Excela Health sues Westmoreland County over taxes on surgical center
Excela Health is suing Westmoreland County to get its Laurel Surgical Center on Donohoe Road in Hempfield taken off the tax rolls.
The nonprofit argues that the facility, which has an assessed value of $375,000, is part of Excela Health Latrobe Hospital and should be exempt from taxes under state law. The lawsuit against the Board of Assessment Appeals was filed Feb. 2 in the Westmoreland County Court of Common Pleas.
“The mere fact that (the surgical center) is located several miles away from the main hospital, in and of itself, should not be sufficient to deny it an exemption,” said Aaron Kress, the New Kensington attorney representing the hospital.
The appeals board in January denied the hospital's request for a tax exemption.
“It's a surgical center,” said Darrell Arbore, the board's solicitor. “It's not the hospital as such. It's not licensed as a hospital.”
The state Department of Health website shows the center licensed as an ambulatory care center. Latrobe Area Hospital — the not-for-profit group listed in court records as the owner of Laurel Surgical — owns 59 properties in Westmoreland County. Of those, 35 have been granted tax exemptions as operations under the three-hospital system's nonprofit umbrella, according to court records.
The surgical center includes a 16,000-square-foot, one-story medical facility and four acres of land. Excela Health bought it in 2013 for nearly $11 million.
The purchase price prompted a separate lawsuit filed by the Hempfield Area School District challenging that the assessment did not reflect the property's fair market value. The lawsuit was filed Dec. 3 after the district's request to increase the assessment was denied by the appeals board last year. A court hearing in that case in pending.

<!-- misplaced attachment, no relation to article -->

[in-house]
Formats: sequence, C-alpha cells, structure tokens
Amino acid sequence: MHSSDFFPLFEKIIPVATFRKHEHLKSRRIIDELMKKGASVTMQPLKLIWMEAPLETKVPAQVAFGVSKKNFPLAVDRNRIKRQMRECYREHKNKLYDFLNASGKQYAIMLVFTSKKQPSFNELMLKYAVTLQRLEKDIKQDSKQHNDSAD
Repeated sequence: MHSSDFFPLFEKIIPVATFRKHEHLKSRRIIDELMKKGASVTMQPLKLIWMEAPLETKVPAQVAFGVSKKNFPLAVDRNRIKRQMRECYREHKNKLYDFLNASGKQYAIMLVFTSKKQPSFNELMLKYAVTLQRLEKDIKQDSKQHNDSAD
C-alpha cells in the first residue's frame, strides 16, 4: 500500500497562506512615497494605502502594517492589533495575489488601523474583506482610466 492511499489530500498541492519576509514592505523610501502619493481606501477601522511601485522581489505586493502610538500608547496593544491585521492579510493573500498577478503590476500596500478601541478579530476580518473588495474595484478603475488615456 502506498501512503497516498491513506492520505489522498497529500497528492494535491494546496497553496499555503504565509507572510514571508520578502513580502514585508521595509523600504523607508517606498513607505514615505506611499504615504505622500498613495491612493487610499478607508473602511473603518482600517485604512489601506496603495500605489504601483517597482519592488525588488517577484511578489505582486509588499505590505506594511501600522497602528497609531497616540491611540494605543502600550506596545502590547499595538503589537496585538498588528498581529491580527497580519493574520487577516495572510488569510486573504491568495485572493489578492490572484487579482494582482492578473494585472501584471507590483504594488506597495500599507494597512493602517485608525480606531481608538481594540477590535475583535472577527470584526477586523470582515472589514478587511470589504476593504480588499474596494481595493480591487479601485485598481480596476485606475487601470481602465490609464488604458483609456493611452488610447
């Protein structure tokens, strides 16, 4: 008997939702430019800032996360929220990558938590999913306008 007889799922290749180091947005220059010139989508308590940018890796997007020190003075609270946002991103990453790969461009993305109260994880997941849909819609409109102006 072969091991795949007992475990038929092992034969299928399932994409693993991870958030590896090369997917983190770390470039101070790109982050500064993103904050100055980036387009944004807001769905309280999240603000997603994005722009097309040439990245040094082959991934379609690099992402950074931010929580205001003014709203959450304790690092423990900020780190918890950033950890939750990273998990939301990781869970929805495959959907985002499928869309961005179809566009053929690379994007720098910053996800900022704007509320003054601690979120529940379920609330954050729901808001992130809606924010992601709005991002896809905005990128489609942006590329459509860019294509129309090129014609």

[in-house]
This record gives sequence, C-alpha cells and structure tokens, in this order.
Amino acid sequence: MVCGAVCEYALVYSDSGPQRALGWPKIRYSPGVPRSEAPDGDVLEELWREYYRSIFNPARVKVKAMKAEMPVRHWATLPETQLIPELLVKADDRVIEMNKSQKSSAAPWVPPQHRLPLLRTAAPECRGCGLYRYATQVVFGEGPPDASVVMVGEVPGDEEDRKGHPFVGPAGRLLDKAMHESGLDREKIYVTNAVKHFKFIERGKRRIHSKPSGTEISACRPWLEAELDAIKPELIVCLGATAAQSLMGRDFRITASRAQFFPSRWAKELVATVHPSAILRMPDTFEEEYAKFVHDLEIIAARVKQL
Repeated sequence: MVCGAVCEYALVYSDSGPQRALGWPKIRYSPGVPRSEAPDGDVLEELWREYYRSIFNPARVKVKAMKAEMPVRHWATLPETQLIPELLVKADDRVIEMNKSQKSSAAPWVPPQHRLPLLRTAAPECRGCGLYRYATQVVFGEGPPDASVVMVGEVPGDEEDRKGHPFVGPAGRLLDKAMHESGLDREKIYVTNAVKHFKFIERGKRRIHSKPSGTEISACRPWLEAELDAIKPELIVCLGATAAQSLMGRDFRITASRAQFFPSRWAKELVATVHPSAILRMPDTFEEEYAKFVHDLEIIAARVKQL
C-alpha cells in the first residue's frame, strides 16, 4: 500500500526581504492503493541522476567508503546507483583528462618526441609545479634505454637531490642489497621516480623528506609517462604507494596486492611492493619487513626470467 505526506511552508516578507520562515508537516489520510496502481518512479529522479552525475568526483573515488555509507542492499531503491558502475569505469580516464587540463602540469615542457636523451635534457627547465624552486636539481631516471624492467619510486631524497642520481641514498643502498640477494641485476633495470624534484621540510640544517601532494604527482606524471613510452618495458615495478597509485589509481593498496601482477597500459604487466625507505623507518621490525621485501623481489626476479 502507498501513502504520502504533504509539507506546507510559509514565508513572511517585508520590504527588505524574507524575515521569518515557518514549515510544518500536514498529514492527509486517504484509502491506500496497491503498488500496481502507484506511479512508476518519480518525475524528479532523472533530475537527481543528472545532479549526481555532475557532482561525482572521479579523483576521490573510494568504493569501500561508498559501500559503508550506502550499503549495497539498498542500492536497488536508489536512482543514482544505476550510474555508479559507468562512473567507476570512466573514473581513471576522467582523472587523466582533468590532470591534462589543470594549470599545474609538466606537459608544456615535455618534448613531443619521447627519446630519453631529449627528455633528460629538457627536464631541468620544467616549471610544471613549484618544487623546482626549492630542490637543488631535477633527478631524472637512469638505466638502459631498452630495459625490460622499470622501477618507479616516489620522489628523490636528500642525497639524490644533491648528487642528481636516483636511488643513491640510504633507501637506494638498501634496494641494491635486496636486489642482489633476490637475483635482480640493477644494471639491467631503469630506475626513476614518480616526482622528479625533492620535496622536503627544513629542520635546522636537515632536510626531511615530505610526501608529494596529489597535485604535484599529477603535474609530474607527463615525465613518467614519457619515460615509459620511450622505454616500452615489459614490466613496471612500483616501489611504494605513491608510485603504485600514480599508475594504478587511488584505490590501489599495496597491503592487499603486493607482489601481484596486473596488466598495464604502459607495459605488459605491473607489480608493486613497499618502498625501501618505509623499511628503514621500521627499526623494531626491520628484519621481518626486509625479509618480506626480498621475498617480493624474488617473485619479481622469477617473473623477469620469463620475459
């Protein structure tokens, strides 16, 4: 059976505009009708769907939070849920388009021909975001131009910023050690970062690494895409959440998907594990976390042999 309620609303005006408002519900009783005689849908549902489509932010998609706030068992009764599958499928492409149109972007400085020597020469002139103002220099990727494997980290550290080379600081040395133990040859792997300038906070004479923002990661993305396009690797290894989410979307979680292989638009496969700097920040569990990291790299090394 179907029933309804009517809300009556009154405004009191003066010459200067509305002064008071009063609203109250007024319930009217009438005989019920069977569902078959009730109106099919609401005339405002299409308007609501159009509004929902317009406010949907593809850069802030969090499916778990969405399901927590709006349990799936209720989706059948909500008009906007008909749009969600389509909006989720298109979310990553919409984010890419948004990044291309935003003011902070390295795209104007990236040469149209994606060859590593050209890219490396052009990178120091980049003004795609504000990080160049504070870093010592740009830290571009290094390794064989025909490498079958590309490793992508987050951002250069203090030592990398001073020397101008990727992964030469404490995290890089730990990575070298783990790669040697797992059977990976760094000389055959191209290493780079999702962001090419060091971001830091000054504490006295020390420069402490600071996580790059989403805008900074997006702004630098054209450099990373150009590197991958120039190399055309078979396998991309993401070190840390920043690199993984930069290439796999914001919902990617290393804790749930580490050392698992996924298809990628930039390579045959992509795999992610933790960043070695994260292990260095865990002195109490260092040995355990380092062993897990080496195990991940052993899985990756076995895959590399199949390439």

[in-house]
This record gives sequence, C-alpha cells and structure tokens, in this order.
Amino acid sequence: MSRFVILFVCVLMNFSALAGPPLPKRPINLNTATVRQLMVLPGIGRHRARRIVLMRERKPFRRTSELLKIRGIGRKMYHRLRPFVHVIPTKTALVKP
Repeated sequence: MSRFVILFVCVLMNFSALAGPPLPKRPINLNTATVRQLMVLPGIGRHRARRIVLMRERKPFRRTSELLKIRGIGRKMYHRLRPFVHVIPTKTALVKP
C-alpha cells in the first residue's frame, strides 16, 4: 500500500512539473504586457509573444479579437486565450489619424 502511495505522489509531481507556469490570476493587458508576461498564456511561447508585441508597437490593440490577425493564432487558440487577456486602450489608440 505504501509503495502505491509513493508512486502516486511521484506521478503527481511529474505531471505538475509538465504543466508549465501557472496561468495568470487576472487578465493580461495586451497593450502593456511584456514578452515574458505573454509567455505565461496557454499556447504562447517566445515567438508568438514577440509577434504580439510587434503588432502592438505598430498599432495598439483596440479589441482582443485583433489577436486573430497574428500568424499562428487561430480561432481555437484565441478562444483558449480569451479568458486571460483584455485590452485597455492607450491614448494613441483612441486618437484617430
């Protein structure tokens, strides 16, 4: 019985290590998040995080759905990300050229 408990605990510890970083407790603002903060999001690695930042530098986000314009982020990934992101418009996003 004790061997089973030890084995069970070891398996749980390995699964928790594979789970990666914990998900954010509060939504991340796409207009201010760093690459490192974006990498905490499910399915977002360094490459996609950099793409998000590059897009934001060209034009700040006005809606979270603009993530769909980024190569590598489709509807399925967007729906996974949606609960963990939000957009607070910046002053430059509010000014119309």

The surgical center previously was home to a for-profit private practice and subject to taxes. Taxes on the property this year are $36,946, and officials from the county, school district and township believe the hospital should not be exempt from paying them.
Hempfield solicitor Scott Avolio said surgical centers compete with for-profit businesses, unlike hospitals, whose purposes are charitable.
“That structure was for-profit for a reason,” Avolio said. “There's a lot of case law that says that charitable organizations that venture into other operations may be responsible (for taxes) and may not be eligible for an exemption.”
Judge Anthony Marsili is hearing both appeals of the assessment board's rulings. A status conference on Excela's case is scheduled April 12.
Gideon Bradshaw is a Tribune-Review staff writer. Reach him at 724-836-6660 or email@example.com.